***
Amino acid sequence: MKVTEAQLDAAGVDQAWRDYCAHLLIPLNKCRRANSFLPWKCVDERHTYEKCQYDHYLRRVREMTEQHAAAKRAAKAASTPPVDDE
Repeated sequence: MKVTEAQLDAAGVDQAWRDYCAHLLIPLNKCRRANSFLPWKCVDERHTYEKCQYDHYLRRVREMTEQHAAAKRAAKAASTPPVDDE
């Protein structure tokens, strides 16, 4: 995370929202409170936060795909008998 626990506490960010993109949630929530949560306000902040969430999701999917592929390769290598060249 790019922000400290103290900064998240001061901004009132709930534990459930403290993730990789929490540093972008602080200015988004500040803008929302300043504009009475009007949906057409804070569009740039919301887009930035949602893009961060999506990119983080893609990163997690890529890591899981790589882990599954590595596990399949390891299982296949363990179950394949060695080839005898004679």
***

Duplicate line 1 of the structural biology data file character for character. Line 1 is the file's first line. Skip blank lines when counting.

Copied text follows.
Amino acid sequence: MKVTEAQLDAAGVDQAWRDYCAHLLIPLNKCRRANSFLPWKCVDERHTYEKCQYDHYLRRVREMTEQHAAAKRAAKAASTPPVDDE